We first read about the Holy Spirit in the Bible in Genesis 1:2, where He is identified as “the Spirit of God.” He is further known as “the Spirit of the LORD” or “the Spirit of Jehovah” (2 Samuel 23:2, ASV), “the Spirit of truth” (John 14:17), and “the Helper” or “the Comforter” (John 14:26, KJV). Without question, the Holy Spirit is the “one Spirit” about Whom we read in Ephesians 4:4.
Should we describe the Spirit of God as a person, or simply as a force? We are not asking if He is a human being – we know that the Holy Spirit is not a human and does not take on the form of a man. But, we ask again, is God’s Spirit a person, or a thing? Should we say “He” or “It” when we speak about the Holy Spirit and His activities?
A person possesses intelligence, will/desire/purpose, moral consciousness, and individual existence. Since the Holy Spirit meets such criteria, then He is a person. Consider the message of Acts 13:2, where it is written, “As they ministered to the Lord and fasted, the Holy Spirit said, Now separate for me Barnabas and Saul for the work to which I have called them”(Acts 13:2; emphasis here and elsewhere mine, rdc). In this verse, the use of the personal pronouns “me” and “I” to refer to the Spirit clearly show that He is a person.
Some in the religious world, however, do not accept this conclusion. For example, those that call themselves “Jehovah’s Witnesses” do not believe that the Holy Spirit is God. In their publications, they continuously write “holy spirit” (with small letters). The following three quotes from the writings of the Watchtower Bible and Tract Society clearly show what they think of God’s Spirit:
“While men were used to write the Bible, they did so under the direction of God’s powerful active force or holy spirit . . . so God’s invisible active force directed the writers of the Bible . . .” [The Truth That Leads To Eternal Life, page 8].
“He accomplished the creation . . . by means of his holy spirit, which is his invisible active force” [The Truth That Leads To Eternal Life, page 20].
“As for the ‘Holy Spirit,’ the so-called ‘third Person of the Trinity,’ we have already seen that it is not a person, but God’s active force (Judges 14:6)” [The Truth That Leads To Eternal Life, p. 24].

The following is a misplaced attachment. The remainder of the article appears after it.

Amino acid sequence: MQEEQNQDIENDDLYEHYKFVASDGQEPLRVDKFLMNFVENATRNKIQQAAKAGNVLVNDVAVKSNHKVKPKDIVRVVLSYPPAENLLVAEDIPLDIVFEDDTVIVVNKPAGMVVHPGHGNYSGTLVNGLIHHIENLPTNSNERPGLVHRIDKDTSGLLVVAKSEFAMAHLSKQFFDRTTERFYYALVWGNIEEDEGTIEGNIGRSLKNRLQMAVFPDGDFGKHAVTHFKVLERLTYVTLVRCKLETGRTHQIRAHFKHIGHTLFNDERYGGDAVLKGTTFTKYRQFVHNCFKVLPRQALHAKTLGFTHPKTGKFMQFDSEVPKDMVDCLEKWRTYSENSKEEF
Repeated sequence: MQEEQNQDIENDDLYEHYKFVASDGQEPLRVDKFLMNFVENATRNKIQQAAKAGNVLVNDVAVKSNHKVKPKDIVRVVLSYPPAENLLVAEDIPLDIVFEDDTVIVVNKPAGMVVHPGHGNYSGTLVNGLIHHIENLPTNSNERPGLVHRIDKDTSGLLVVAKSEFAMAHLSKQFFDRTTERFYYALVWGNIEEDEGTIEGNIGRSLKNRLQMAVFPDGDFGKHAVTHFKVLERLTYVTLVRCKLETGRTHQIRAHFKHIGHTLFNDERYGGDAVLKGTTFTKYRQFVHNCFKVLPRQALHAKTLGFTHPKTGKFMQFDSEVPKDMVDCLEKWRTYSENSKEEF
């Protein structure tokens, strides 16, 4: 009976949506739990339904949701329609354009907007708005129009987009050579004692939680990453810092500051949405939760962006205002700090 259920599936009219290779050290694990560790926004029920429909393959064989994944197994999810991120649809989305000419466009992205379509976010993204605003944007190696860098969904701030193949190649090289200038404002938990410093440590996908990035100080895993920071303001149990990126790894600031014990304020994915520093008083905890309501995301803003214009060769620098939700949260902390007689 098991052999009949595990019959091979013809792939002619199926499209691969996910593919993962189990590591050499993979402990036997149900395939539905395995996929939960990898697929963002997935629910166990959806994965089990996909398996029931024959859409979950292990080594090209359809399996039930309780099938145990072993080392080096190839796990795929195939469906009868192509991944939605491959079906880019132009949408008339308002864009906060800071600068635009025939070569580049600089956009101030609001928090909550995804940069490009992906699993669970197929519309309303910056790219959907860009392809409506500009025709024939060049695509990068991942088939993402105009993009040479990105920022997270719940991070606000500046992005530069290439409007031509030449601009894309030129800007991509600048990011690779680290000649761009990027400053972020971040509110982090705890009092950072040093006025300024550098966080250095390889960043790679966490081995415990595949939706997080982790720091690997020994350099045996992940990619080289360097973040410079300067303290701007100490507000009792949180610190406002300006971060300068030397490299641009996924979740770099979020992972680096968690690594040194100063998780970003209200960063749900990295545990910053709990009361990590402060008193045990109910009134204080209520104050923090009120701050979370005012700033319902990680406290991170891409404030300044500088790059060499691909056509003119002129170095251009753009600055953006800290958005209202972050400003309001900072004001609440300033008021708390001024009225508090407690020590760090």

Per their doctrine, He is not a person, but simply a force. Their claims do not harmonize with the teaching of the Bible. Numerous attributes and actions of the Holy Spirit are mentioned in the New Testament, and these help us to see that He is, indeed, a person. The Spirit of God has the capacity both to teach and remind: “But the Helper, the Holy Spirit… he will teach you all things, and bring to your remembrance all things that I said to you” (John 14:26). The Holy Spirit also has the power to testify, guide, and speak: “. . . the Spirit of truth . . . he will testify of me . . . when he, the Spirit of truth, has come, he will guide you into all truth: for he will not speak on his own authority, but whatever he hears he will speak: and he will tell you things to come”(John 15:26; 16:13).
We further read that the Holy Spirit was to glorify Jesus (John 16:14). That does not sound like something that a mere force could do, does it? As we already noticed, the Holy Spirit gave the charge for Saul and Barnabas to leave Antioch and go on a mission which He had for them (Acts 13:2). A force of some sort might influence, but no mere force can give commands as the Spirit did.
In Romans 8:27, we read about “the mind of the Spirit,” and 1 Corinthians 12:11 declares that the Holy Spirit worked as He “wills.” With His mind, the Spirit searches and knows “all things, yes, the deep things of God” (1 Corinthians 2:10,11). This truth helps us understand that not only is it the case that the Holy Spirit is a person, but it is accurate to refer to Him as a divineperson, seeing that He knows all things and possesses the qualities of God. The Holy Spirit is not God the Father, just as the Father is not the Son, but each of them possesses the unique qualities of God, and together they constitute what the Bible calls “the Godhead” (Acts 17:29).
In view of all the facts that we have observed from the New Testament, we properly conclude that the Holy Spirit is a person and not merely a force or influence. The Holy Spirit is not a thing. Thus, we do not ask, “What is the Holy Spirit?”, but rather, “Who is the Holy Spirit?” We do not talk about what “It” is or does, but what “He” is or does.
~ Roger D. Campbell ~